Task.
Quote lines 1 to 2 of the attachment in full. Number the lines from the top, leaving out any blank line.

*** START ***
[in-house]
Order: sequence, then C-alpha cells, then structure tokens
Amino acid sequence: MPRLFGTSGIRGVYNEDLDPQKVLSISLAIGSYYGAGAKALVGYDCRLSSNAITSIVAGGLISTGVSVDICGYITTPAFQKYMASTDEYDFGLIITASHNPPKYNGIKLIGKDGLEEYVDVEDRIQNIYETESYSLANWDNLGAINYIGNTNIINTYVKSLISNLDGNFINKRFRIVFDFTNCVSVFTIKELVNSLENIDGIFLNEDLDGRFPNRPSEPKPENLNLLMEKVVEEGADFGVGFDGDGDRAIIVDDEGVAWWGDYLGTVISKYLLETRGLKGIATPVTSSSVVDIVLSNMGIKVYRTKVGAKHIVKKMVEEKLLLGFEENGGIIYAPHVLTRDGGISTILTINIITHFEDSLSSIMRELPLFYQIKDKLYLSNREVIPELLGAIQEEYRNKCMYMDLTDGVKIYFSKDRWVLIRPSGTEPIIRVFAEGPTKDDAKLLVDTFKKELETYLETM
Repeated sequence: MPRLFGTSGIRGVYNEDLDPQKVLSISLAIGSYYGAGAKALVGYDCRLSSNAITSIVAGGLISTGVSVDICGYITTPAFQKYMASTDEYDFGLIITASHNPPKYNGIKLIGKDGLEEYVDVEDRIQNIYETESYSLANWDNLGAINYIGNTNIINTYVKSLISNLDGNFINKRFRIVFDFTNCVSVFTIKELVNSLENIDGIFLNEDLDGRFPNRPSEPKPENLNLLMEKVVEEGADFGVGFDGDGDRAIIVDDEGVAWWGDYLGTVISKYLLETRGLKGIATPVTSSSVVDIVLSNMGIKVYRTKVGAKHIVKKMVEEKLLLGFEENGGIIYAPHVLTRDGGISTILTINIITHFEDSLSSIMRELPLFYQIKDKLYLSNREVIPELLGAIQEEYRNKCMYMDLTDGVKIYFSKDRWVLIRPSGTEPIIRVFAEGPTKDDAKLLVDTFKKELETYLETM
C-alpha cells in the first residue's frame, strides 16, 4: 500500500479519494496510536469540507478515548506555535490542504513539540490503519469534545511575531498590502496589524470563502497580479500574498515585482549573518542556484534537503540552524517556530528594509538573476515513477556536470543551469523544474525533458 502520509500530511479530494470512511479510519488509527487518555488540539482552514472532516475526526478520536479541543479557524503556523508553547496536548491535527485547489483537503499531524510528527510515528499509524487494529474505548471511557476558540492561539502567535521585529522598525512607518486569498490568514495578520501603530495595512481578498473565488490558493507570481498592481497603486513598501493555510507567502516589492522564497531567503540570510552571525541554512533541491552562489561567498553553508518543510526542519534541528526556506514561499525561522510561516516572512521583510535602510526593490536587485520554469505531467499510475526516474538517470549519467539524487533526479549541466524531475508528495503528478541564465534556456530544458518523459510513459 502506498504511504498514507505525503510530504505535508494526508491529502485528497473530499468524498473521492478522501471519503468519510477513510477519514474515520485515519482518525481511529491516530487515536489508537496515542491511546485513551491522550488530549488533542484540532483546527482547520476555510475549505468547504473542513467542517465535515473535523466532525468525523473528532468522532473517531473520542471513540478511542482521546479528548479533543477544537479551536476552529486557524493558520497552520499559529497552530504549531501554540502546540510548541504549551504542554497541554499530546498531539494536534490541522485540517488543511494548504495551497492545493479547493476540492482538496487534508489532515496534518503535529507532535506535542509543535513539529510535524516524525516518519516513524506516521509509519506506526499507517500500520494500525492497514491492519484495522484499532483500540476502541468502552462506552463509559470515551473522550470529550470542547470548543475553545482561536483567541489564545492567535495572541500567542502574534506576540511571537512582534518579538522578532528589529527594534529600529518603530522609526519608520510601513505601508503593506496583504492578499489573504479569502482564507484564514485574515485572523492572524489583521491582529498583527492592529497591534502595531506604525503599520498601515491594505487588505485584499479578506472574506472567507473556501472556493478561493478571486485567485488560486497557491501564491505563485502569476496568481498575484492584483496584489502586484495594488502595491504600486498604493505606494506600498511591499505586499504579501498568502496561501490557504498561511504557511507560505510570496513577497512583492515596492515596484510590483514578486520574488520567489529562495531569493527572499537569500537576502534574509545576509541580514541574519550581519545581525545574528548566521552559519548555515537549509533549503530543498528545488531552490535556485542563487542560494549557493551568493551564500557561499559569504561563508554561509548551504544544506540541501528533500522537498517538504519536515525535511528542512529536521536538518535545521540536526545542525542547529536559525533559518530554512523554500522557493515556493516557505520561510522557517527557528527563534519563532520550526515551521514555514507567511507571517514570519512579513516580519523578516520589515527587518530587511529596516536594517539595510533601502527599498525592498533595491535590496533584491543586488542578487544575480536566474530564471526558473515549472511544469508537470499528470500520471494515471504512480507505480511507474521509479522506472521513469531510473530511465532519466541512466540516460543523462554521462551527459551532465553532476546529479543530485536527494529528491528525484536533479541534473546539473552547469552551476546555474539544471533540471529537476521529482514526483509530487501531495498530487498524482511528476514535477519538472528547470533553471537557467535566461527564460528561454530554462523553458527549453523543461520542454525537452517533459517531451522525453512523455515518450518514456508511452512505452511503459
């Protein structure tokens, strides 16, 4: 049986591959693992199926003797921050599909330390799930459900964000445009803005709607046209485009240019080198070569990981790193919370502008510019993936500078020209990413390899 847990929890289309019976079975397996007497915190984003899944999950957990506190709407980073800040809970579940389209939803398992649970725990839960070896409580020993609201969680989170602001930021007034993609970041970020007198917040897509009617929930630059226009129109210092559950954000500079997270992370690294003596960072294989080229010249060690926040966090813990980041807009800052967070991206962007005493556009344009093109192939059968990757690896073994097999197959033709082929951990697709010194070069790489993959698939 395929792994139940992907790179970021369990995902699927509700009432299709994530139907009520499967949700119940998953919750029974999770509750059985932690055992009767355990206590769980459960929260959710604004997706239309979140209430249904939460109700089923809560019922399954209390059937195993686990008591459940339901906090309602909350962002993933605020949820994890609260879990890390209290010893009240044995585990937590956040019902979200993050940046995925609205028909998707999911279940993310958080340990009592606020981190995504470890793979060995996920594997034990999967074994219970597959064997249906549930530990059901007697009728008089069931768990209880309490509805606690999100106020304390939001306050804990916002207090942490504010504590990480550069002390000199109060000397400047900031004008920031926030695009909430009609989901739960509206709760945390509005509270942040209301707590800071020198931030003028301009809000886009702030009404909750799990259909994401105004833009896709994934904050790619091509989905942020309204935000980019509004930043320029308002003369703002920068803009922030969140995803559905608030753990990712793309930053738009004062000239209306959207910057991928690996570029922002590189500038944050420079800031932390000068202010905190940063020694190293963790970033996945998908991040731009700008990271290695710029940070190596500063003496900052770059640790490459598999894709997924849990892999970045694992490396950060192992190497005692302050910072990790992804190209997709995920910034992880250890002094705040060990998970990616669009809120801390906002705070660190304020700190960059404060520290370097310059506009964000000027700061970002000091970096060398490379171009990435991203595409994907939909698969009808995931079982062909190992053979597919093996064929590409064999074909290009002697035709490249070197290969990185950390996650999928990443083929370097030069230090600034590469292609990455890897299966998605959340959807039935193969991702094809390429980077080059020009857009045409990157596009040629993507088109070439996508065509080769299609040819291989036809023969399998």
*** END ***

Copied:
[in-house]
Order: sequence, then C-alpha cells, then structure tokens